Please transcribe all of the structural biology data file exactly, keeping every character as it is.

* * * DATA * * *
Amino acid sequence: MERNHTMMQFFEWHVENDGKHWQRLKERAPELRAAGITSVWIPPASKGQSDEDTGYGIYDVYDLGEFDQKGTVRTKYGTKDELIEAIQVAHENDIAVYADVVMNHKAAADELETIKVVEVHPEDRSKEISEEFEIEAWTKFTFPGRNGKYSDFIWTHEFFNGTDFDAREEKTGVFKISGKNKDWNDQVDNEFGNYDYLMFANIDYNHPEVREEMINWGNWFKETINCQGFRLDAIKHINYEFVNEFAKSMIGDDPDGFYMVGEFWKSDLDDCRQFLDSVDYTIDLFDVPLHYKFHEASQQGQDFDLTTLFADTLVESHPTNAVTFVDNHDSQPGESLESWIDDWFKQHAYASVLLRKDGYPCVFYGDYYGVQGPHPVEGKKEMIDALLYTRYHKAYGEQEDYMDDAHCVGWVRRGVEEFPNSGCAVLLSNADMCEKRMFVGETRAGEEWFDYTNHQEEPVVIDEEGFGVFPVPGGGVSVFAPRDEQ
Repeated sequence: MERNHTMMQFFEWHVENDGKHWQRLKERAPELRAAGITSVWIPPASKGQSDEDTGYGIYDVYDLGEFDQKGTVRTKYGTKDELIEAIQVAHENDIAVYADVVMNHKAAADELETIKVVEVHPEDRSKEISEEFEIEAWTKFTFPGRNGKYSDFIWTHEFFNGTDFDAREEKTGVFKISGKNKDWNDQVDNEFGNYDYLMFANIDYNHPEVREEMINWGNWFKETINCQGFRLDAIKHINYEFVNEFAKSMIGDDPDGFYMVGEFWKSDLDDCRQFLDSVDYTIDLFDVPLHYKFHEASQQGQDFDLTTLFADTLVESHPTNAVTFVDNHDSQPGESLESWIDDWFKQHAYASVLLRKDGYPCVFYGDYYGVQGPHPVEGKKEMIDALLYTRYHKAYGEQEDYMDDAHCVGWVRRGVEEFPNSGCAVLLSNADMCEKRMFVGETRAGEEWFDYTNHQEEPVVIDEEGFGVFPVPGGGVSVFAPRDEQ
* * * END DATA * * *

Amino acid sequence: MERNHTMMQFFEWHVENDGKHWQRLKERAPELRAAGITSVWIPPASKGQSDEDTGYGIYDVYDLGEFDQKGTVRTKYGTKDELIEAIQVAHENDIAVYADVVMNHKAAADELETIKVVEVHPEDRSKEISEEFEIEAWTKFTFPGRNGKYSDFIWTHEFFNGTDFDAREEKTGVFKISGKNKDWNDQVDNEFGNYDYLMFANIDYNHPEVREEMINWGNWFKETINCQGFRLDAIKHINYEFVNEFAKSMIGDDPDGFYMVGEFWKSDLDDCRQFLDSVDYTIDLFDVPLHYKFHEASQQGQDFDLTTLFADTLVESHPTNAVTFVDNHDSQPGESLESWIDDWFKQHAYASVLLRKDGYPCVFYGDYYGVQGPHPVEGKKEMIDALLYTRYHKAYGEQEDYMDDAHCVGWVRRGVEEFPNSGCAVLLSNADMCEKRMFVGETRAGEEWFDYTNHQEEPVVIDEEGFGVFPVPGGGVSVFAPRDEQ
Repeated sequence: MERNHTMMQFFEWHVENDGKHWQRLKERAPELRAAGITSVWIPPASKGQSDEDTGYGIYDVYDLGEFDQKGTVRTKYGTKDELIEAIQVAHENDIAVYADVVMNHKAAADELETIKVVEVHPEDRSKEISEEFEIEAWTKFTFPGRNGKYSDFIWTHEFFNGTDFDAREEKTGVFKISGKNKDWNDQVDNEFGNYDYLMFANIDYNHPEVREEMINWGNWFKETINCQGFRLDAIKHINYEFVNEFAKSMIGDDPDGFYMVGEFWKSDLDDCRQFLDSVDYTIDLFDVPLHYKFHEASQQGQDFDLTTLFADTLVESHPTNAVTFVDNHDSQPGESLESWIDDWFKQHAYASVLLRKDGYPCVFYGDYYGVQGPHPVEGKKEMIDALLYTRYHKAYGEQEDYMDDAHCVGWVRRGVEEFPNSGCAVLLSNADMCEKRMFVGETRAGEEWFDYTNHQEEPVVIDEEGFGVFPVPGGGVSVFAPRDEQ